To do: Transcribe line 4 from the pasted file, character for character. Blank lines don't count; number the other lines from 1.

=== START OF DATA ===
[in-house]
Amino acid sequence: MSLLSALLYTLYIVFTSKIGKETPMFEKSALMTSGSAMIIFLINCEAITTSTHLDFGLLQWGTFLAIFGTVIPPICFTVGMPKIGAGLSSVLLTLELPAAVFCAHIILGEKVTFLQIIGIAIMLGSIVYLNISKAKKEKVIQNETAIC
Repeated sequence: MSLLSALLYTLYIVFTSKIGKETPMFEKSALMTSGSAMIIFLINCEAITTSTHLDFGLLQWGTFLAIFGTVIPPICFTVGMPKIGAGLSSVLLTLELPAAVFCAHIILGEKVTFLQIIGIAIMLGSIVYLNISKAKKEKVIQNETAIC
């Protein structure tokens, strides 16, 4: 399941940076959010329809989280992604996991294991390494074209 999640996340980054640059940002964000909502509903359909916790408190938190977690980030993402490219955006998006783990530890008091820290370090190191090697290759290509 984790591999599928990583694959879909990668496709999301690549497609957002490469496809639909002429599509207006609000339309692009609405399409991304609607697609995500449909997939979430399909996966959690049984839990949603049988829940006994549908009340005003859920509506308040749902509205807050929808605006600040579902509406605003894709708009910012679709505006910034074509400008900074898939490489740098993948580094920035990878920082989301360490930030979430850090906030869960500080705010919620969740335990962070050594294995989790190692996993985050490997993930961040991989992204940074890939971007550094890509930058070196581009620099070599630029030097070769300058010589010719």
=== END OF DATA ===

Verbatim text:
């Protein structure tokens, strides 16, 4: 399941940076959010329809989280992604996991294991390494074209 999640996340980054640059940002964000909502509903359909916790408190938190977690980030993402490219955006998006783990530890008091820290370090190191090697290759290509 984790591999599928990583694959879909990668496709999301690549497609957002490469496809639909002429599509207006609000339309692009609405399409991304609607697609995500449909997939979430399909996966959690049984839990949603049988829940006994549908009340005003859920509506308040749902509205807050929808605006600040579902509406605003894709708009910012679709505006910034074509400008900074898939490489740098993948580094920035990878920082989301360490930030979430850090906030869960500080705010919620969740335990962070050594294995989790190692996993985050490997993930961040991989992204940074890939971007550094890509930058070196581009620099070599630029030097070769300058010589010719």